Friday, January 04, 2008

US Small Caps are in a Bear Market

Let me start by saying that my titled opinion is based entirely on the chart of the Russell 2000 index seen above. This is a pretty reliable measure of how growth stocks are doing, and growth is important because thats what leads the broad market. According to investopedia the Russell 2000 is:

"An index measuring the performance of the 2,000 smallest companies in the Russell 3000 Index, which is made up of 3,000 of the biggest U.S. stocks. ... The weighted average market capitalization for companies in the Russell 2000 is about US$1 billion and the index itself is considered to be the benchmark for all small cap mutual funds."

Its a big deal and in late 2002 the small caps were the first stocks to begin climbing out of the nasty bear market early in this mellinium (2000-2002). They led the way to a recovery which turned into a powerful 5 year bull market, one that officially ended today.

I don't want to make a big long post about it, just look at the chart above. After forming what looks like a perfect double top, the Russell 2000 closed today below its major area of support around 735. There are now a series of lower highs and lower lows in place, the 50 day moving average is below the 200 day and they are both declining. By any measure the small caps are in a serious downtrend that could last for years.

What is a bear market and how bad can it get? Google has many definitions. I particularly liked:

"A falling market in which bears would prosper."
"A market in which the primary trend is down."
"A prolonged decline of stock prices usually occurring over a period of months or years. May also describe a general belief by many investors ('bears') that prices are in a falling pattern."

but the standard definition is

"Any market in which stock prices are declining for a prolonged period, usually falling by 20% or more."

At any rate, I continue to expect significant declines in the broad market from these levels based on the charts. In the 2000 to late 2002 bear market the Russell 2000 index fell almost 50% from peak to trough while the index has only fallen 15% from its all time high set in July 2007. Using the top pattern formed by the Russell 2000 you get a target of about 620 which is 14% lower and would be a 28% decline from the all time high. I suspect we will get there in a hurry then the decline will slow down and eventually we will go flat for a while.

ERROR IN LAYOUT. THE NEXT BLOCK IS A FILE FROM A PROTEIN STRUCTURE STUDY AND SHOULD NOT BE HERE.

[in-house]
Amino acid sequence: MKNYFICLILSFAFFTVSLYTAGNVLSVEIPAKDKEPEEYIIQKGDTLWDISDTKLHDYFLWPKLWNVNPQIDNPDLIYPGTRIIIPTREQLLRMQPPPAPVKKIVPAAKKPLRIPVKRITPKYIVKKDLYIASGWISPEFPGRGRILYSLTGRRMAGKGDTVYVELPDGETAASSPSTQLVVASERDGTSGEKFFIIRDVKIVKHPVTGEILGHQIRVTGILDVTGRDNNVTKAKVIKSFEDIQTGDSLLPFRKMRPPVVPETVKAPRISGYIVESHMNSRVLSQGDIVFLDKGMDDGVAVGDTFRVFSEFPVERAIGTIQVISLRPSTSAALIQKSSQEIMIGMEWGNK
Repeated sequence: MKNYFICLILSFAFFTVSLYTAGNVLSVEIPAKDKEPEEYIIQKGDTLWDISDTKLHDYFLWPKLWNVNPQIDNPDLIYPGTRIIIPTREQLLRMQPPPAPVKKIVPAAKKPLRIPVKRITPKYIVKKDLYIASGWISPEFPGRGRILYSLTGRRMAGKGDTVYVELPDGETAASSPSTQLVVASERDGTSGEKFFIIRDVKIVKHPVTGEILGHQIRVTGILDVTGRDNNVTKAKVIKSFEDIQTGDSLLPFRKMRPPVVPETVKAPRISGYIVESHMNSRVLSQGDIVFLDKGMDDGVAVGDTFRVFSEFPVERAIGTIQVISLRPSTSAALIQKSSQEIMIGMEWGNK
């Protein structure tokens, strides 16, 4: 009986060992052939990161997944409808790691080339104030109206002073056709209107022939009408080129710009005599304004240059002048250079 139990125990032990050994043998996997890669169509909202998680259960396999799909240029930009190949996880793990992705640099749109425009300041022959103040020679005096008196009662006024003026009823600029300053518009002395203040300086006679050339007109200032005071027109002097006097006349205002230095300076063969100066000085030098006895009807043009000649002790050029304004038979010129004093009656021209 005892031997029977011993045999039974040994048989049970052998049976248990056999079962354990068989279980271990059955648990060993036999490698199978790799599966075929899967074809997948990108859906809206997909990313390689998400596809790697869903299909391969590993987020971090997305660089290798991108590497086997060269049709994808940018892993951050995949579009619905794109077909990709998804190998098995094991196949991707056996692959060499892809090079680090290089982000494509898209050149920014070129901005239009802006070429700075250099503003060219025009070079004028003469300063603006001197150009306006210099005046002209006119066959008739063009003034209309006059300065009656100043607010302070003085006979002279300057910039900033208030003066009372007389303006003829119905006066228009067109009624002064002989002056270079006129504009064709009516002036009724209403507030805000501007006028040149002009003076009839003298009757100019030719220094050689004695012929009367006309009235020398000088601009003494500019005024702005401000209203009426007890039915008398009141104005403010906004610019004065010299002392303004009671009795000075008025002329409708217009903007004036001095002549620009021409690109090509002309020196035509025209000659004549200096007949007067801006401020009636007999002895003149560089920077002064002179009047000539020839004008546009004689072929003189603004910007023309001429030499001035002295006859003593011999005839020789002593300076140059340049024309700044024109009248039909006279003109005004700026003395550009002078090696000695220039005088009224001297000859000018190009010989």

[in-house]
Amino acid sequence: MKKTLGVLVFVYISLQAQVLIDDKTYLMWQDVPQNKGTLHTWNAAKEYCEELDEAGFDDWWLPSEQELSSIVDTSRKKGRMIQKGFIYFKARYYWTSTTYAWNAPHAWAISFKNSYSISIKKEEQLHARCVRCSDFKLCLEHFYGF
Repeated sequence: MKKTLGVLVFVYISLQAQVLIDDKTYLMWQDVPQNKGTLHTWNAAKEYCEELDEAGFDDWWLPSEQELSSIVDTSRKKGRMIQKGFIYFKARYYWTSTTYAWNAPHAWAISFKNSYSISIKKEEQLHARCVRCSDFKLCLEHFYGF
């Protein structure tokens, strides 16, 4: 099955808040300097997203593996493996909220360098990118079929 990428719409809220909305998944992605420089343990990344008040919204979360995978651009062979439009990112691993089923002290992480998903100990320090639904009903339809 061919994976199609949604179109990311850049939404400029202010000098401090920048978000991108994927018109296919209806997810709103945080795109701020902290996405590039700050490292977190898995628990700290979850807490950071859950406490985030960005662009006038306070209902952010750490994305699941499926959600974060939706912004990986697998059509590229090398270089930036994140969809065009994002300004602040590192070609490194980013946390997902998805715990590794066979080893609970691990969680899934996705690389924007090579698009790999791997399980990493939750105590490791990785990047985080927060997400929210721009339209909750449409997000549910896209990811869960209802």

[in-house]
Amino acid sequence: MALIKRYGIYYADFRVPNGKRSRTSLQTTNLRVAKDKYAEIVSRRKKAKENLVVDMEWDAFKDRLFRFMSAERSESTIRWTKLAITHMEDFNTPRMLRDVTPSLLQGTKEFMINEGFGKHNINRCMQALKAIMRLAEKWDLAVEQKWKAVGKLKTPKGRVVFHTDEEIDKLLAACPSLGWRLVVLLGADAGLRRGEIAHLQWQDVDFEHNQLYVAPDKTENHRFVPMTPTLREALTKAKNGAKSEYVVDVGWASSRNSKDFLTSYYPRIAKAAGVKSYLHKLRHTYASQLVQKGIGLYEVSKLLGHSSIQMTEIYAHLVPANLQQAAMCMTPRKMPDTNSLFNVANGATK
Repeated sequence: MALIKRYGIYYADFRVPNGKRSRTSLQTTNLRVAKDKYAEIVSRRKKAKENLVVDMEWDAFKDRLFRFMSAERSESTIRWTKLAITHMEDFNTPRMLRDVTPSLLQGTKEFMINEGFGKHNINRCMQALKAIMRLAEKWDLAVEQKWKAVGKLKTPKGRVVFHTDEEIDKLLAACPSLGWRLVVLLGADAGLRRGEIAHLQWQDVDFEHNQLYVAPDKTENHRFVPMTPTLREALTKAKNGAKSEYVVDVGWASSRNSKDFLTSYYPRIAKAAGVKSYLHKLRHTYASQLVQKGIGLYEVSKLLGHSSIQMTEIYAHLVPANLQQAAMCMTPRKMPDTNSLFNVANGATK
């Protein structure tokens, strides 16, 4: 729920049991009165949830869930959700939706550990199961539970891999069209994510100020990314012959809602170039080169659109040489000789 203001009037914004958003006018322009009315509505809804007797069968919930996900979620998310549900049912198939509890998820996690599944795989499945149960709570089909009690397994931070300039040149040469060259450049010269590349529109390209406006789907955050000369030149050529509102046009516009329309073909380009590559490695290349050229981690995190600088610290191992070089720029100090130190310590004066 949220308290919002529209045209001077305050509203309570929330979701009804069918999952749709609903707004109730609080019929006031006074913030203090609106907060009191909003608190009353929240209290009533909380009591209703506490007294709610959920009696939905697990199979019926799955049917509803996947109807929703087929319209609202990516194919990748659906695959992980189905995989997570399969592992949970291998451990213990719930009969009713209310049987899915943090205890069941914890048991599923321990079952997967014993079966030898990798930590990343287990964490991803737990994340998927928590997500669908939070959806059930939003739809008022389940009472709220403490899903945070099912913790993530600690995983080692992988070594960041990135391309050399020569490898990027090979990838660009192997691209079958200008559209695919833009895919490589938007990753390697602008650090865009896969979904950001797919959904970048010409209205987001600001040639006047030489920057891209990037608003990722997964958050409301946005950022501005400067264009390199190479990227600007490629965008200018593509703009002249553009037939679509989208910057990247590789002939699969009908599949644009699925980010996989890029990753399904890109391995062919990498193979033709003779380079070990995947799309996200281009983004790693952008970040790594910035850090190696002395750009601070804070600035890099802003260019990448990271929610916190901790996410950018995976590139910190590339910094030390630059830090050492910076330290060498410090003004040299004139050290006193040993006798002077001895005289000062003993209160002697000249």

In my view, we are clearly in an environment where owning any stocks is a bad idea. If you know a company well or there is some counter trending sector then all the power too you but the majority of stocks will decline in value, in my humble opinion. One thing I caution against is convincing yourself that big caps are ok because they have dividends and are more stable. I would certainly expect them to fall less than say tech stocks but not less than their dividend yield. Yeah the yield goes up when they fall but if the stock declines 10% then you just lost a net 4% on your 6% div yield stock. There are safe ways to return a decent yield without any risk to loss of value in the underlying.

Now I know ya'll aren't surprised by this one bit, in fact you called the top in August when 44% of you voted that the bull market was over. Congratulations! Also, it has been known for some time that the homebuilding sector, financial sector, and retail sector were already in bear markets. But now we have a major index officially in "down mode" so for those of you who want to do better than the 4-5% safe returns on savings ("cash") its time to start acting like bears. There are plenty of stocks with major downside ahead out there and I plan to find them. If you want a less aggressive way to play it just buy one of the ProShares Short ETFs like RWM or PSQ, they will increase in value as the market drops and fore all intensive purposes they are just like stocks.

Just remember, you are fully responsible for you own investment decisions. The fact that I see the stock market falling doesn't mean that it will actually happen. I'm not trying to give investment advice here, just stating some things that are on my mind in hopes of sparking some thought and dialog with the readers. Any thoughts?

Here's the most recent video from our friend Don Harold:

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